the strings being concatenated is null, the result is null.
Comparisons
You can compare two values using one of the infix operators equal (=), not equal
(<>), greater than (>), less than (<), greater than or equal (>=), less than or equal
(<=). The result is a truth value. If one of the compared values is null, the result is
unknown.
Examples
A>10
JOB_NAME<’ABC’
DATE<>’1993.04-15’
Numbers must be compared with numbers. Character strings must be compared
with character strings and date/time values. Date/time values must be compared
with character strings or date/time values of the same type. No other comparisons
are allowed.
Numbers are compared by their algebraic value.
v If both numbers are floating-point, they are compared using long floating-point
operation of System/390. Two floating-point numbers are considered equal only
if their normalized forms have identical bit configurations.
v If one of the numbers is an integer and the other a floating-point number, the
integer is converted to a floating-point number. The comparison is then
performed with the result of the conversion.
Character strings are compared byte by byte, left to right. If the strings are not the
same length, the comparison is made with a temporary copy of the shorter string
that has been padded on the right with blanks so that it has the same length as the
other string.
Two strings are equal if they are both empty or if all corresponding bytes are
equal. Otherwise, their relation is determined by the comparison of the first
unequal pair of bytes.
When a character string is compared with a date/time value, it must be a valid
date/time string of the corresponding kind. The string is converted to a date/time
value and the comparison is performed on the result.
All comparisons of date/time values are chronological; the value representing the
later point of time is considered to be greater.
Because the hour part may range from 0 to 24, certain pairs of different timestamps
represent the same time. When such timestamps are compared, the one with a
greater date part is considered greater. For example, the result of this comparison
is true:
TIMESTAMP(’1985-02-23-00.00.00.000000’)>TIMESTAMP(’1985-02-22-24.00.00.000000’)
(However, that the INTERVAL function computes the interval between these
timestamps as 0.)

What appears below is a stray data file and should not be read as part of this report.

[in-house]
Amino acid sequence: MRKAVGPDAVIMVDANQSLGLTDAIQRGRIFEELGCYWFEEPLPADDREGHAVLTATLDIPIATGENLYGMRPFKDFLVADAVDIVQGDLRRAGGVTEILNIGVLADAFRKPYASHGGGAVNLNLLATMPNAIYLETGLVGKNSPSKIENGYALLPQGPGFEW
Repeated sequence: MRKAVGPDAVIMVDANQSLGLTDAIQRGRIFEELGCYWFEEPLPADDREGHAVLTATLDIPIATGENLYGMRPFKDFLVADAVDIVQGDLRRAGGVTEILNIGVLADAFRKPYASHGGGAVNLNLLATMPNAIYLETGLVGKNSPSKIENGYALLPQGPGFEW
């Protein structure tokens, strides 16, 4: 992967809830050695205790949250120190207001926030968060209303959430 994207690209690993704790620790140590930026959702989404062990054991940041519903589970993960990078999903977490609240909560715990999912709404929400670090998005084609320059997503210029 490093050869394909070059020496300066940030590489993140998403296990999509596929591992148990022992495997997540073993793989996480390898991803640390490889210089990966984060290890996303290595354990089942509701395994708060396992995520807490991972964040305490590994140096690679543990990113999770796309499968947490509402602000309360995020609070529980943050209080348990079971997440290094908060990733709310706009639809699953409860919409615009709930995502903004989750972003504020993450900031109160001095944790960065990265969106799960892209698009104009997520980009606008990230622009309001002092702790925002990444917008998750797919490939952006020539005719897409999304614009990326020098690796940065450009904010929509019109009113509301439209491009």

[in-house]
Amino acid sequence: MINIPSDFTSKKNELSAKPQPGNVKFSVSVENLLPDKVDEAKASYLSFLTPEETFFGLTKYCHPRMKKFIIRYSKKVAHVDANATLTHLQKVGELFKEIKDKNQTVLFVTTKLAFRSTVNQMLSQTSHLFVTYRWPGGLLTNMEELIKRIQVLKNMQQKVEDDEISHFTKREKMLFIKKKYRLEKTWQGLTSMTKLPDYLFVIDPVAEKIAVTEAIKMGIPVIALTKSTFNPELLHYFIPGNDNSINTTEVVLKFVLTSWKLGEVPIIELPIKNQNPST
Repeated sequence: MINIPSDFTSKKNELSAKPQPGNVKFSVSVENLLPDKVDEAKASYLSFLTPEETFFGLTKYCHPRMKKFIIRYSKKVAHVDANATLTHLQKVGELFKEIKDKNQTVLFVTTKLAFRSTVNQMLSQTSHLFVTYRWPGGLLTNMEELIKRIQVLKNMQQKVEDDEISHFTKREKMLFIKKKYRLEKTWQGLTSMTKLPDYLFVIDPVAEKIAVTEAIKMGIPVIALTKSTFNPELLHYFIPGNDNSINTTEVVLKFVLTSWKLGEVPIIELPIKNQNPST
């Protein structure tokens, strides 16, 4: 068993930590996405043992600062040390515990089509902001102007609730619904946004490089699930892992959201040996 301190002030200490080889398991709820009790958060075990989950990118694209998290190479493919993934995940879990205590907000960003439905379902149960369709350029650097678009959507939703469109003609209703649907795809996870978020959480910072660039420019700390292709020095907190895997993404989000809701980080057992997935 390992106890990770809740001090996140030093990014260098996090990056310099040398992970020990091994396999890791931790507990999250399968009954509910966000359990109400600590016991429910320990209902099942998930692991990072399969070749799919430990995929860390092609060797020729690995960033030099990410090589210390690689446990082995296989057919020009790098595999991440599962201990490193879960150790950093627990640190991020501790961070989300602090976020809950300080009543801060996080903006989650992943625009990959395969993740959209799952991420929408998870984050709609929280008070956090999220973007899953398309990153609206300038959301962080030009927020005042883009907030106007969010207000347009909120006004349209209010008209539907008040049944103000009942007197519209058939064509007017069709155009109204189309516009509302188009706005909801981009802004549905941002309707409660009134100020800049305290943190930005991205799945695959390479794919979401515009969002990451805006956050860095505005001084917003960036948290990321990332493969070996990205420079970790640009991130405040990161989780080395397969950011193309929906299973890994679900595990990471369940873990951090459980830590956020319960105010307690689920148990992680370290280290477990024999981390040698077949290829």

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Using operators
Pattern matching
You can use the infix operator LIKE to test whether a string matches a given
pattern. This operator can only be used within a lookup expression. (Pattern
matching can also be specified in the INCLUDE or EXCLUDE clause of certain
statements.)
Examples
JOB_NAME LIKE ’%A_CD’
SYSTEM_ID LIKE ’BU%’
Both operands must be character strings. The left-hand operand is the string being
tested. The right-hand operand is the pattern.
The result is a truth value. The result of the operation is true if the string matches
the pattern. The result is false if the string does not match the pattern. The result is
unknown if the string or the pattern is null.
The string matches the pattern if it can be divided into substrings of zero or more
characters, matching the consecutive characters of the pattern in such a way that:
v Each percent sign in the pattern is matched by a sequence of zero or more
arbitrary characters in the string.
v Each underscore character in the pattern is matched by an arbitrary character in
the string.
v Any other character in the pattern is matched by an identical character in the
string.
If the pattern is an empty string, the only string matching it is the empty string.
Also, an empty string matches a pattern consisting of one or more percent signs.
Examples
The string ABCAXCD matches the pattern %A_CD. The required partition is:
ABC
|
%
A
|
A
X
|
_
C
|
C
D
|
D
Another string matching this pattern is ABCD:
|
%
A
|
A
B
|
_
C
|
C
D
|
D
The strings AB, XYZCD, and AXYCD do not match the pattern.
Double-byte characters are not recognized in pattern matching.
Logical operations
You can apply the prefix operator NOT to any truth value. The result is defined as
follows for operand p:
Table 9-1. Logical operation NOT
p
NOT p
True
False
False
True
Unknown
Unknown
Chapter 9. Values and expressions
9-11
Using operators
You can apply the infix operators AND, OR to any pair of truth values. The result
is defined as follows for operands p and q:
Table 9-2. Logical operations AND and OR
p
q
p AND q
p OR q
True
True
True
True
True
False
False
True
True
Unknown
Unknown
True
False
True
False
True
False
False
False
False
False
Unknown
False
Unknown
Unknown
True
Unknown
True
Unknown
False
False
Unknown
Unknown
Unknown
Unknown
Unknown
Testing for null
Because the result of any comparison involving a null value is unknown, you
cannot use a comparison operator to test whether a given value is null. To test
whether a value is null, you can code the keywords IS NULL or IS NOT NULL after
it.
Examples
JOB_NAME
IS NULL
START_TIME IS NOT NULL
The result is true or false depending on whether the tested value is null. The value
being tested must not be a truth value.
Case expressions
A case expression specifies a value selected by testing one or more conditions. It
has this format:
.
CASE WHEN condition
THEN
expression
END
ELSE
expression
WHEN condition THEN expression
Defines one of the possible cases. The case is applicable if the value of
condition is true. The result of the case-expression is equal to the result of
expression in the applicable case. If several cases are applicable, the result
is defined by the first of them. If none of the cases is applicable, the result
of case-expression is defined by the ELSE clause.
The expressions in all case definitions must specify values of the same
type.
ELSE expression